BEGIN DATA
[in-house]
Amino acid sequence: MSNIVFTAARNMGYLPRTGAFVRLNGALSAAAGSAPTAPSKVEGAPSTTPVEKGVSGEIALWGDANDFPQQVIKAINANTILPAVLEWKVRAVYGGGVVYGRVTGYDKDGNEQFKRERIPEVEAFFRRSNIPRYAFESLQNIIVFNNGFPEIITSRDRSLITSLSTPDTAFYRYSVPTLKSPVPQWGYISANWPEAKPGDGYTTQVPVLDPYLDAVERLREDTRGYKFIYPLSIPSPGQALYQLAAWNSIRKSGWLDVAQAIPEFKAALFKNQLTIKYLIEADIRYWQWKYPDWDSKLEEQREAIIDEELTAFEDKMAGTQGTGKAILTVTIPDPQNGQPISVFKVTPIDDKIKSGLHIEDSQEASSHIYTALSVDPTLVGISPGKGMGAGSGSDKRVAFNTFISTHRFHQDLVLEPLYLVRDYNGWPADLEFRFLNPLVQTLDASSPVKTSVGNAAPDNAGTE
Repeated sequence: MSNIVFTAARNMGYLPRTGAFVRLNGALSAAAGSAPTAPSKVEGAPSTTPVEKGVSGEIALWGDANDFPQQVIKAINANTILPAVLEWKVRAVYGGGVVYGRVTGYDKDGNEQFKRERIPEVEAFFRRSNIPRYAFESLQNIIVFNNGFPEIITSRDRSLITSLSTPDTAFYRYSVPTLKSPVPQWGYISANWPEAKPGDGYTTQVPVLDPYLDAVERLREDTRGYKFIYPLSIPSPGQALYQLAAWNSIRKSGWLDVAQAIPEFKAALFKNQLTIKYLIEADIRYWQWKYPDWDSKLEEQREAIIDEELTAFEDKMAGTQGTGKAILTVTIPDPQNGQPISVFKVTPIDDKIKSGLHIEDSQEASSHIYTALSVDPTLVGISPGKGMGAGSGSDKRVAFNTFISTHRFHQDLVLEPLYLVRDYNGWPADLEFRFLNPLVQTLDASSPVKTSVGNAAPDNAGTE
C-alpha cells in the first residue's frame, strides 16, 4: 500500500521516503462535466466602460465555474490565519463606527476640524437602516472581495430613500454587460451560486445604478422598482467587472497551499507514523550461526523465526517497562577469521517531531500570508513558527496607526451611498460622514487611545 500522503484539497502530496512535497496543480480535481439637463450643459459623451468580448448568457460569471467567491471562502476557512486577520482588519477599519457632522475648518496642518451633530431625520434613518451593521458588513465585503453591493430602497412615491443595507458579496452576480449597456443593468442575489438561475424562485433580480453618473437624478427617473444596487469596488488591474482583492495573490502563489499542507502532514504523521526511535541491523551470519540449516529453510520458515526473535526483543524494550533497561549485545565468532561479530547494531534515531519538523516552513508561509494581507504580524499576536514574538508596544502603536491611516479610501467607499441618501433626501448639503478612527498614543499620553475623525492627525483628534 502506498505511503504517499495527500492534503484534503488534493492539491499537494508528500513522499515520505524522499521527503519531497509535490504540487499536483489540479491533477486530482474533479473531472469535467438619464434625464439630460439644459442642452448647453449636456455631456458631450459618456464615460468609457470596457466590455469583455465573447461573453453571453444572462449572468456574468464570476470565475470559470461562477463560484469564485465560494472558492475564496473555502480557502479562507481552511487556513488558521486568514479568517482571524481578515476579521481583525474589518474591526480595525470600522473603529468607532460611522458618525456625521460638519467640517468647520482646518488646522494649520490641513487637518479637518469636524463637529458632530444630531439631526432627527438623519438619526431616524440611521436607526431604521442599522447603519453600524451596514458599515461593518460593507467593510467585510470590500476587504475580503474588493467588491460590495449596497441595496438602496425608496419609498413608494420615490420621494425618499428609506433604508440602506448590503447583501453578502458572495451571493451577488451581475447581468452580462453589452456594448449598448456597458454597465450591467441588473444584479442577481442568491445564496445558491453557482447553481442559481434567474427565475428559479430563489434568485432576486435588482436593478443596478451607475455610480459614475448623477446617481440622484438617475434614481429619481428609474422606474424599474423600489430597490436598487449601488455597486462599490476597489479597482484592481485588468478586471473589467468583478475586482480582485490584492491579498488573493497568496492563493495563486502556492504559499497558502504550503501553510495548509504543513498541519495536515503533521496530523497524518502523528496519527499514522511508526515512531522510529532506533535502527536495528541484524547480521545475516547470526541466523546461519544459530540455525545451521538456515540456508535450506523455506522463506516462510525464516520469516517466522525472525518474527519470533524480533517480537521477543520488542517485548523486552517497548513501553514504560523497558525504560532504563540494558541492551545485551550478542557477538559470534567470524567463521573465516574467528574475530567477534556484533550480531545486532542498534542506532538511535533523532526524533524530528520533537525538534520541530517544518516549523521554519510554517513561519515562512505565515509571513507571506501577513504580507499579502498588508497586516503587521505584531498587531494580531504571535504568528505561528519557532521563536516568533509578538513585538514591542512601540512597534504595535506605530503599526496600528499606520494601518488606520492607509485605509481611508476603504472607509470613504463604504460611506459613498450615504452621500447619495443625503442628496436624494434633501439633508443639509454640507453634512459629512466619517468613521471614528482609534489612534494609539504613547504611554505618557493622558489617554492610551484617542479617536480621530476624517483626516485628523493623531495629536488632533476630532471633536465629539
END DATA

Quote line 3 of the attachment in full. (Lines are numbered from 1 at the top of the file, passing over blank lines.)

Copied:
Repeated sequence: MSNIVFTAARNMGYLPRTGAFVRLNGALSAAAGSAPTAPSKVEGAPSTTPVEKGVSGEIALWGDANDFPQQVIKAINANTILPAVLEWKVRAVYGGGVVYGRVTGYDKDGNEQFKRERIPEVEAFFRRSNIPRYAFESLQNIIVFNNGFPEIITSRDRSLITSLSTPDTAFYRYSVPTLKSPVPQWGYISANWPEAKPGDGYTTQVPVLDPYLDAVERLREDTRGYKFIYPLSIPSPGQALYQLAAWNSIRKSGWLDVAQAIPEFKAALFKNQLTIKYLIEADIRYWQWKYPDWDSKLEEQREAIIDEELTAFEDKMAGTQGTGKAILTVTIPDPQNGQPISVFKVTPIDDKIKSGLHIEDSQEASSHIYTALSVDPTLVGISPGKGMGAGSGSDKRVAFNTFISTHRFHQDLVLEPLYLVRDYNGWPADLEFRFLNPLVQTLDASSPVKTSVGNAAPDNAGTE